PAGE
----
Jack’s character Will rubbed fellow doctor Archie Hudson, played by Genesis Lynea, up the wrong way from the moment he arrived. Although they have very different characters and backgrounds, the characters are more alike than either will admit and have now reached a place of mutual respect. However, this came at a price with Archie getting stabbed trying to wrestle a knife away from a crazed drug addict in her mission to expose senior doctor Connie Beecham’s own spiralling drug addiction.

“They’re kind of like chalk and cheese. Her character just didn’t like Will on sight. You come across those people in life, every now and then, who just know how to push your buttons.

“I feel like she’s had to fight for everything she has whereas it does come quite easy to Will and that’s the image that he likes to portray to the world as well, ‘This is easy, this is nothing to me’.

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“Perhaps when you’re struggling, that can be like a red rag to a bull. I definitely think when Archie was going after Connie and Will’s just like, ‘Keep the head down, don’t do anything rash, don’t do anything stupid, don’t step  too far over the line and you’re going to be okay’ and that’s kind of how he’s  gotten this far.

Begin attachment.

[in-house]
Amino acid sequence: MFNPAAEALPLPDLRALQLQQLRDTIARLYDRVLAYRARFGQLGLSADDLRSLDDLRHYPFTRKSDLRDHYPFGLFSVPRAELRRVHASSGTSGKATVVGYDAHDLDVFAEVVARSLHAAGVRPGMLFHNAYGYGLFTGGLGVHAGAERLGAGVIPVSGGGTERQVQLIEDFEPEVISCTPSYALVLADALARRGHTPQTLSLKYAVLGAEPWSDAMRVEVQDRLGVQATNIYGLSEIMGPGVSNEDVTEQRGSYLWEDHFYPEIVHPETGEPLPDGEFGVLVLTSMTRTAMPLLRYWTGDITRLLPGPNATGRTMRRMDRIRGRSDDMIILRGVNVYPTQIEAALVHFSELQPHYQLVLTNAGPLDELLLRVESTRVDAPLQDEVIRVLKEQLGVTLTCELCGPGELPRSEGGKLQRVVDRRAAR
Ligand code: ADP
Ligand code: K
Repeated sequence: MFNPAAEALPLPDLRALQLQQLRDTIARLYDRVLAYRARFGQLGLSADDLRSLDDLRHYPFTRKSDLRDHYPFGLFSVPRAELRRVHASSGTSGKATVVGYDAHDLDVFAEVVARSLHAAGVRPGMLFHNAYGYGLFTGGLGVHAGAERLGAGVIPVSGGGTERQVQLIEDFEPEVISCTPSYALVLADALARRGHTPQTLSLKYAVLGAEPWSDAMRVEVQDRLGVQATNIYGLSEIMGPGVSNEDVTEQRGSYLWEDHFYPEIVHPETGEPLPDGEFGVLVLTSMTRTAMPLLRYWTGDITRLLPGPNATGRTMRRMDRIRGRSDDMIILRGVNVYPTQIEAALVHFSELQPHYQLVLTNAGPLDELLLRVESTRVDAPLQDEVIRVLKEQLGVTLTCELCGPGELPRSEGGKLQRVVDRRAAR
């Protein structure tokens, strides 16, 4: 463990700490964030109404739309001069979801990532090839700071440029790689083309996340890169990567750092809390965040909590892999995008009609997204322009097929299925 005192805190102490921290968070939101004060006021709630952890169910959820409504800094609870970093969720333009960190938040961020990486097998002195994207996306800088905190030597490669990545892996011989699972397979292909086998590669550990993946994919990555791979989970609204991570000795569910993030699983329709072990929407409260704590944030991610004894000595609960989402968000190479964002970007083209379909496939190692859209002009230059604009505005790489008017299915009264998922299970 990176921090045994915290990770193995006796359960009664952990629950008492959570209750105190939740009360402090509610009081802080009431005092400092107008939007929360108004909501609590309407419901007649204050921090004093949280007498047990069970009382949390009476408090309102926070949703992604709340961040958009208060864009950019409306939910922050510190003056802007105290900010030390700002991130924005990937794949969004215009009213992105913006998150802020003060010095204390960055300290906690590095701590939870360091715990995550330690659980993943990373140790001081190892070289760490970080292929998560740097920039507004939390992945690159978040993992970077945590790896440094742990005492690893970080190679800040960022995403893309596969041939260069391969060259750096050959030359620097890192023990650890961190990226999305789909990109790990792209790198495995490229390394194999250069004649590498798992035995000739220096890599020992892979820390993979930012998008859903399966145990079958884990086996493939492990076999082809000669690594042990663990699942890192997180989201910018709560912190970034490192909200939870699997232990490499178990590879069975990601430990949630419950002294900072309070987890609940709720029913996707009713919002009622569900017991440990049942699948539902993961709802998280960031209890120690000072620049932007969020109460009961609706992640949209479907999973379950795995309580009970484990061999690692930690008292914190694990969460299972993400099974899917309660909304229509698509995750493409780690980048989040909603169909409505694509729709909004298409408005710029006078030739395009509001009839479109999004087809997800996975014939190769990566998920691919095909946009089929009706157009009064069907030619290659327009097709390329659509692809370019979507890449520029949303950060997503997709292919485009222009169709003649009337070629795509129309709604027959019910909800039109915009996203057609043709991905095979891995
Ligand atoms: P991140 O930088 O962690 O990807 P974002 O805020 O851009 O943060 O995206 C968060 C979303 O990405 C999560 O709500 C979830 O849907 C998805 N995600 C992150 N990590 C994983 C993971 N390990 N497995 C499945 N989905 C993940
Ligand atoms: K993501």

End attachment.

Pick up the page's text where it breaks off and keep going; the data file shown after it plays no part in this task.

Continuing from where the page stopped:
“He’ll have a laugh and a joke or whatever but he’s also happy to just not stick his head too far above the parapet and Archie is the opposite of that. She sees injustice and she goes after it. Ultimately that resulted in her being stabbed and I think that was definitely a turning point in their relationship.